Registered Nutritionist Discusses the BMI Roulette

Health Isn’t A Random Number

BMIA person’s BMI – body mass index –  is determined by taking his weight (in kilograms) divided by the square of height in meters. (It sounds a bit like one of those math questions: If you take a person’s height, square it, and divide it into her weight in kilos,  how many cupcakes will you have left in Singapore?) This test, though, gives a nutritionist, dietitian, personal trainer or physician a number  that is virtually meaningless.

Did you read that right?

The ever-important BMI that we’re supposed to use to measure the level of fat in our bodies doesn’t, in fact, do so. Not necessarily. The BMI was invented by a Belgian mathematician, Lambert Adolphe Jacques Quetlet, to aid the government in assessing the obesity rate of the general population in the early 19th century. It was a mathematical shortcut that, he assessed, should never be used to determine an individual’s level of obesity.  (Keith Devlin, Top Ten Reasons Why the BMI is Bogus, npr.org).

Though it can be used as a screening tool, our individual BMIs can’t be used to determine (just the number alone) anything concrete about a person. The BMI doesn’t take into account that muscle and bone weigh more than fat. Muscular individuals and individuals with high bone density will, invariably, score a high BMI. Moreover, measuring a person’s BMI doesn’t take into account waist size – the greatest factor that determines whether an individual is obese or not.

The CDC says that “A high BMI can be an indicator of high body fatness and having a low BMI can be an indicator of having too low body fatness. BMI can be used as a screening tool but is not diagnostic of the body fatness or health of an individual.” (cdc.org)  It’s almost contradictory, explicitly stating the BMI is not diagnostic of a person’s body fat or level of health. The high numbers could be indicators, but aren’t necessarily so.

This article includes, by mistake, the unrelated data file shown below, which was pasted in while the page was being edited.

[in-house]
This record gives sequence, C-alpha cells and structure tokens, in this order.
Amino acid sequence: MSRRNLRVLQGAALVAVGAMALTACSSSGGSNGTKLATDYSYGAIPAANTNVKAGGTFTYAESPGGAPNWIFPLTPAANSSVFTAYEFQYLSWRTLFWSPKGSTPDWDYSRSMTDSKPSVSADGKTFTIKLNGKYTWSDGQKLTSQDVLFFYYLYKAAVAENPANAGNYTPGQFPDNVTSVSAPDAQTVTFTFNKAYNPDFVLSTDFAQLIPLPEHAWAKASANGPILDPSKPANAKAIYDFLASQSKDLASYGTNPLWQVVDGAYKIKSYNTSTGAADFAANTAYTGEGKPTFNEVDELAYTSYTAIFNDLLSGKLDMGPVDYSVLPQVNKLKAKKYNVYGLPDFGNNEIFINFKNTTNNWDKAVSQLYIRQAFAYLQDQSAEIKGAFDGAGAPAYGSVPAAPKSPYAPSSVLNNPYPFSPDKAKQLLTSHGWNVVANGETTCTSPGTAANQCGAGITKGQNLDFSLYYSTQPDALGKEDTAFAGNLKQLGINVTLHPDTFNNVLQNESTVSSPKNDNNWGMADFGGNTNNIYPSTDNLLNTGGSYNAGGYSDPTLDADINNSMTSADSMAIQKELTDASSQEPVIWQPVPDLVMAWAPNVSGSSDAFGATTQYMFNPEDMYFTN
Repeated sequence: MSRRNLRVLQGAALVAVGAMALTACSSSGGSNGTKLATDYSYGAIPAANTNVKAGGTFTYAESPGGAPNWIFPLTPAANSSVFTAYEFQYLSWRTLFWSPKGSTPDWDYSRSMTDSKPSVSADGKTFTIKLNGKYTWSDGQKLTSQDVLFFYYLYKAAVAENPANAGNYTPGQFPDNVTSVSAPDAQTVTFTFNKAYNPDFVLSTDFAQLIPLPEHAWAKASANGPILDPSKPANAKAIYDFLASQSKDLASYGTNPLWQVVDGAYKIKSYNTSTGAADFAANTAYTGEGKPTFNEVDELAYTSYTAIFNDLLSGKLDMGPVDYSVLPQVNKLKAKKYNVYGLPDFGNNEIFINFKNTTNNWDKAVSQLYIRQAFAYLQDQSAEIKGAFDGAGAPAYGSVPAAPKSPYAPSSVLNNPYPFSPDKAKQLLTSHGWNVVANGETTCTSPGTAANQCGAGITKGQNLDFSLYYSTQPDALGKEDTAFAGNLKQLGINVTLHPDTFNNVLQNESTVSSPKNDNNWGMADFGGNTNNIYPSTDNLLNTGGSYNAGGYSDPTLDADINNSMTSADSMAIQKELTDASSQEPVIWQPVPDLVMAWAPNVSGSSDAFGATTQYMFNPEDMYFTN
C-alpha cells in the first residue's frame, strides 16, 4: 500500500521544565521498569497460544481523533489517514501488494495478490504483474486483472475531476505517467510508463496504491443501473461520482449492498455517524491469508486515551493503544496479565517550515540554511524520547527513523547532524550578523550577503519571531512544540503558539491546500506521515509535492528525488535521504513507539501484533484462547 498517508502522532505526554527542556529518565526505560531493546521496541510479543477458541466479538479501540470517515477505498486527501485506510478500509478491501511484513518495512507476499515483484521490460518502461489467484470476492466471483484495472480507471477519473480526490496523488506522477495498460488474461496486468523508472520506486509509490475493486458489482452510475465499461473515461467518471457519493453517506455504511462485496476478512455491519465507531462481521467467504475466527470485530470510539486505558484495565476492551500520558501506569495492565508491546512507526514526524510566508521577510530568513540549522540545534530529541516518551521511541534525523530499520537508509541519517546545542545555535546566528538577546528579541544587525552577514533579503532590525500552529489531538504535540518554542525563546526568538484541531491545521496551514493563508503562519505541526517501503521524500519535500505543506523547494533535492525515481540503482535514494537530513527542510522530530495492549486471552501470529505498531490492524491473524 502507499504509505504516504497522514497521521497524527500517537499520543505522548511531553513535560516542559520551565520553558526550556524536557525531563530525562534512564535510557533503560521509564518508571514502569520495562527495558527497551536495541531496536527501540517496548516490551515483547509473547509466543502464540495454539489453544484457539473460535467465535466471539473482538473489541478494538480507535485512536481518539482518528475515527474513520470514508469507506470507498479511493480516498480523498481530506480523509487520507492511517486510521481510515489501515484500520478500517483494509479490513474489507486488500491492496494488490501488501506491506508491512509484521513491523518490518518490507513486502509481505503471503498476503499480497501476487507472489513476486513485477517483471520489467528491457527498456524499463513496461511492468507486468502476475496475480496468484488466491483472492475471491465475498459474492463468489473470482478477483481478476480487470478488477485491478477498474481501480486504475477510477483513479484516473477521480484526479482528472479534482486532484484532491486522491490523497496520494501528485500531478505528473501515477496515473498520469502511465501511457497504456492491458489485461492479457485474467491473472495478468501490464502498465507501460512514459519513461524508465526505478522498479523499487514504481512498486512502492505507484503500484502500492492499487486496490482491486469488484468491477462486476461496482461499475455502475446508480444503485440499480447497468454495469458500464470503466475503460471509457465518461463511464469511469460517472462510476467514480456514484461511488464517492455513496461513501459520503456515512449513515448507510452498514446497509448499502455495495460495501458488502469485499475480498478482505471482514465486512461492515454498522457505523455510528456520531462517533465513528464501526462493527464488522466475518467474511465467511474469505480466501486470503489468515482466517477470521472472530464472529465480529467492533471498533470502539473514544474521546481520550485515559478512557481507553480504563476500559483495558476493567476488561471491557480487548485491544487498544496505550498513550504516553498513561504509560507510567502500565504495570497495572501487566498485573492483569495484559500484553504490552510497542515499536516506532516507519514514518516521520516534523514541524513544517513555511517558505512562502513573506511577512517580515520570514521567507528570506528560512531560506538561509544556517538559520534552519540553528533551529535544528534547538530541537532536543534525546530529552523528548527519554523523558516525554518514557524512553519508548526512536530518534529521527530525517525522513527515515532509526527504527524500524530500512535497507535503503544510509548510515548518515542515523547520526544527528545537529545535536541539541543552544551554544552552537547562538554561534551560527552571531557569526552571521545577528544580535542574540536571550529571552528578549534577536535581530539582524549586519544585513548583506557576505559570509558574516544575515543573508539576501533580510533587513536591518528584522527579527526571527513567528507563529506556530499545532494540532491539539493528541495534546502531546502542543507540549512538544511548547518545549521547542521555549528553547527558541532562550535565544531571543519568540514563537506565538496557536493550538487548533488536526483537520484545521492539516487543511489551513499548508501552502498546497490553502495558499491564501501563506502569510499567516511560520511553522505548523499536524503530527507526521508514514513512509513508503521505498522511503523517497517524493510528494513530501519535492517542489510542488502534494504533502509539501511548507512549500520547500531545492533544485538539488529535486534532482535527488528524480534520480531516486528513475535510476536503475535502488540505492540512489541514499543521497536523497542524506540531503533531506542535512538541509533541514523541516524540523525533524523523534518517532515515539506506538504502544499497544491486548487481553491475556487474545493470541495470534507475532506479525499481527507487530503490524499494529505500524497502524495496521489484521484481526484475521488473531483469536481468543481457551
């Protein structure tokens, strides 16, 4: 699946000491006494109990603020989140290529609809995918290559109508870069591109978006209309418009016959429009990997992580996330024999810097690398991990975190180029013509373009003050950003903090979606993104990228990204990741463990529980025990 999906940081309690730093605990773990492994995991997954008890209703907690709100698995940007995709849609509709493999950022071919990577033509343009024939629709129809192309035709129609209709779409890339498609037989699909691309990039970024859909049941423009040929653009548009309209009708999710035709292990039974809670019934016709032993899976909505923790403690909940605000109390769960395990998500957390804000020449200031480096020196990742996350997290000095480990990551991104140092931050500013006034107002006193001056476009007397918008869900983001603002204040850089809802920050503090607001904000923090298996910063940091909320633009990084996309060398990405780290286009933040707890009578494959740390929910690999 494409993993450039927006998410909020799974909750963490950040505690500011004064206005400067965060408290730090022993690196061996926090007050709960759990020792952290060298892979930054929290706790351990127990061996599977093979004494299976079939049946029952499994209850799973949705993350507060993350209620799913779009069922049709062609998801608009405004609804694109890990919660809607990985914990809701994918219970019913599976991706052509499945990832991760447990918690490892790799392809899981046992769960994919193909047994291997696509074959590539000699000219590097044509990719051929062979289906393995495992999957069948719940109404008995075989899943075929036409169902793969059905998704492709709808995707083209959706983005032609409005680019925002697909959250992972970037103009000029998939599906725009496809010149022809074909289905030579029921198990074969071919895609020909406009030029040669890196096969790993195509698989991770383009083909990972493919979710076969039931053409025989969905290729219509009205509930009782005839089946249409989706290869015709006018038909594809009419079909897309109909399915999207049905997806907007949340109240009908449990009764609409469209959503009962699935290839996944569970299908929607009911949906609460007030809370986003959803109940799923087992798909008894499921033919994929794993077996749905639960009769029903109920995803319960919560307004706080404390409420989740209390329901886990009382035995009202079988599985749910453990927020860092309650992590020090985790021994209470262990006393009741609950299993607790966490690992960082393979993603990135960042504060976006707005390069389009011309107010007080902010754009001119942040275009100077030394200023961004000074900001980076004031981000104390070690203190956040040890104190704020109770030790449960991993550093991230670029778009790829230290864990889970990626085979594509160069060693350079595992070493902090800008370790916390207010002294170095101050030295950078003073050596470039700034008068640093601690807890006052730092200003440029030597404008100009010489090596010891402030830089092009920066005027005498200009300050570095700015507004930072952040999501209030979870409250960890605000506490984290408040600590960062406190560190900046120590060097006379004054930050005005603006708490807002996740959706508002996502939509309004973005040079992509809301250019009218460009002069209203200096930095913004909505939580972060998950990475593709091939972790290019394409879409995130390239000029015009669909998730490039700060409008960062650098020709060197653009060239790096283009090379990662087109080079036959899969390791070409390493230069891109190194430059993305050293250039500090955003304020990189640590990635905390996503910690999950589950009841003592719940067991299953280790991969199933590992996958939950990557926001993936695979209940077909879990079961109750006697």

So, why after all these years (over 200 more or less) do we still hold onto this vaguely inaccurate diagnostic tool? It’s frustrating because even on government health websites, like the NIH, state that “the most common way to find out whether you’re overweight or obese is to figure out your body mass index (BMI). BMI is an estimate of body fat, and it’s a good gauge of your risk for diseases that occur with more body fat.” (nhlbi.nih.gov)

A registered dietitian, nutritionist, and/or personal trainer might measure a client’s BMI but will never use that measure as the sole indicator of a client’s level of body fat or health. More accurate ways to measure a person’s level of fat and health include:

Body Composition Testing: This is a huge part of any fitness goals process. Lange calipers are used to measure body fat as well as bioelectrical impedance analysis to measure total body water, fat-free mass and fat mass. Learn more>

Waist to Hip Ratio: Abdominal obesity is an indicator of obesity and increases disease risk.  “Long-term follow-up studies showed that so-called “abdominal obesity” was strongly associated with an increased risk of type 2 diabetes, cardiovascular disease and death, even after controlling for body mass index (BMI).” (Waist Size Matters, hsph.harvard.edu)

Fitness Assessment: Cardio, muscular and flexibility as well as posture muscle imbalances or weaknesses. A personal trainer needs to measure these things in her clients before starting on any program. Learn more>

Though the BMI might be an indicator of being overweight or obese, we can’t, as we’ve discussed before, reduce our health to a number. A more complete diagnoses must be made, using other tools, to determine our level of health.  Don’t play numbers with your health. Get the whole picture.